A few years ago, I was canoeing along a placid lake in North Georgia when I peered into the dark water and beheld quarter-sized translucent jellyfish! I blinked a few times and then cautiously scooped a few of the little jellies into a glass container. I wondered, quite seriously, if I had discovered something new, for who would imagine jellyfish in a lake hours away from any ocean. I had in fact stumbled across a colony of Freshwater Appalachian Mountain Jellyfish!
As it turns out, a single rare species of jellyfish exists in the rivers, lakes, and ponds of the Southern Appalachian Mountains. The Freshwater Appalachian Mountain Jellyfish go by the scientific name of Craspedacusta sowerbyi and are found in wide dispersion across the Southern United States. Although sightings are few and far between, do not be surprised to observe these miniature ghost-like Freshwater Jellyfish bobbing up and down in bodies of fresh-water.
As with all jellyfish, the Freshwater Jellyfish starts off as a polyp; a stationary creature that is attached to a rock until it captures enough prey to mature. The polyp may create new colonies by “budding,” and this continues until an individual polyp reaches the medusa stage – a sexually mature, mobile jellyfish.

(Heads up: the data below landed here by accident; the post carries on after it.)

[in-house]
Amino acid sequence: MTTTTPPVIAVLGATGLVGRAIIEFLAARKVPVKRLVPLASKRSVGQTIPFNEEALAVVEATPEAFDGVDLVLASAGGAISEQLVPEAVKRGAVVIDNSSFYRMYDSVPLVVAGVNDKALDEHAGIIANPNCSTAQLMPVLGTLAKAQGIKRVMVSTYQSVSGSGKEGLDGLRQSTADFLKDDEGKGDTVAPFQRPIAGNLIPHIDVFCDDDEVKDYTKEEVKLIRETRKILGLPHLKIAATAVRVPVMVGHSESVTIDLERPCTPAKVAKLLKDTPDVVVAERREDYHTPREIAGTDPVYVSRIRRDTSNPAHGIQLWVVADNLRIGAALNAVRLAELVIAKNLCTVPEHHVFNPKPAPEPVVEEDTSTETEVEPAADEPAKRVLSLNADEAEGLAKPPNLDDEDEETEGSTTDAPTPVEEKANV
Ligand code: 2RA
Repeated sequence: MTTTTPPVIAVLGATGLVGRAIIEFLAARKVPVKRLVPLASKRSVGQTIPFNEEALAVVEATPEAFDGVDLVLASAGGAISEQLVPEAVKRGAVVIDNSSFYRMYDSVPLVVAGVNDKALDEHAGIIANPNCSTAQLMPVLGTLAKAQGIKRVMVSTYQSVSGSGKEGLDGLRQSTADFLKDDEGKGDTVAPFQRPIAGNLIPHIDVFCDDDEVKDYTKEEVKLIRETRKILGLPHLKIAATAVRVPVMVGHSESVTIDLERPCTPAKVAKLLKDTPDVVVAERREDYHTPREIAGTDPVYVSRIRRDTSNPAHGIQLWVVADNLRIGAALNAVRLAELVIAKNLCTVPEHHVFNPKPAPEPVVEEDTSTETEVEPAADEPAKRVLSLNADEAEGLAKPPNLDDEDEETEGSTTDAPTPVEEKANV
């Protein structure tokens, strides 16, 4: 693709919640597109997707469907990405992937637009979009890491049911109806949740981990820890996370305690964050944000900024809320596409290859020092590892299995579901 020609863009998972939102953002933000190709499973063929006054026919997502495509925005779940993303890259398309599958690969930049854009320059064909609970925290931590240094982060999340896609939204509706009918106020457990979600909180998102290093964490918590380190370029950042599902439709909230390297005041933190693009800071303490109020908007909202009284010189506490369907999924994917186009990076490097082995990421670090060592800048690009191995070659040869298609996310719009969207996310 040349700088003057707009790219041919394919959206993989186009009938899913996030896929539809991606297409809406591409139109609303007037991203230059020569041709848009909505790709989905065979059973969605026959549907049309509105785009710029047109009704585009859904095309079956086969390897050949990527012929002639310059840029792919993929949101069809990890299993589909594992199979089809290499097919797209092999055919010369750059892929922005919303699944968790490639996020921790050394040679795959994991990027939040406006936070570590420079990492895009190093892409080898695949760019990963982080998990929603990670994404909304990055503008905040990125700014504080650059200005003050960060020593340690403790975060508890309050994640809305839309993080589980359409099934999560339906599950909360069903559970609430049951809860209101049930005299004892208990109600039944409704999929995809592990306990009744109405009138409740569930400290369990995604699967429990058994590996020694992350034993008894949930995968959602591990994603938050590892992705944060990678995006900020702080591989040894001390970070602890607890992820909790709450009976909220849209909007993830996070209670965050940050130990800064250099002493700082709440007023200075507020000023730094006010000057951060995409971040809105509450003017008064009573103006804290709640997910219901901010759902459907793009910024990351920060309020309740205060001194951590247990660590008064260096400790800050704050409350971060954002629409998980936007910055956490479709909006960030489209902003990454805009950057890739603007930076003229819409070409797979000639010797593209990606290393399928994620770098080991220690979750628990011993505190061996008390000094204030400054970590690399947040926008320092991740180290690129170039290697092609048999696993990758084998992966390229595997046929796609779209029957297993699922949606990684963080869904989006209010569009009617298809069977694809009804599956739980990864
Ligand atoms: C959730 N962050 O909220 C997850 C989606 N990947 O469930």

Freshwater Appalachian Mountain Jellyfish are almost microscopic when they begin swimming. It may take a Freshwater Jellyfish several years to reach the medusa stage and then it will take them another three weeks to reach a length of a quarter and a half. Freshwater Jellyfish never get much bigger in diameter than the size of a coin. By the time the Freshwater Jellyfish reaches this size, it becomes sexually active and will release sperm and eggs into the water to commence fertilization.
Freshwater Jellyfish do have tentacles and they can sting – it enables the Freshwater Jellyfish to capture prey! The Freshwater Jellyfish will swim upwards to the surface of the water and as they sink, they extend their tentacles in an attempt to zap unsuspecting protozoan and other microscopic food sources. Luckily, the tentacles of the Freshwater Appalachian Mountain Jellyfish produce too small a shock for humans to feel.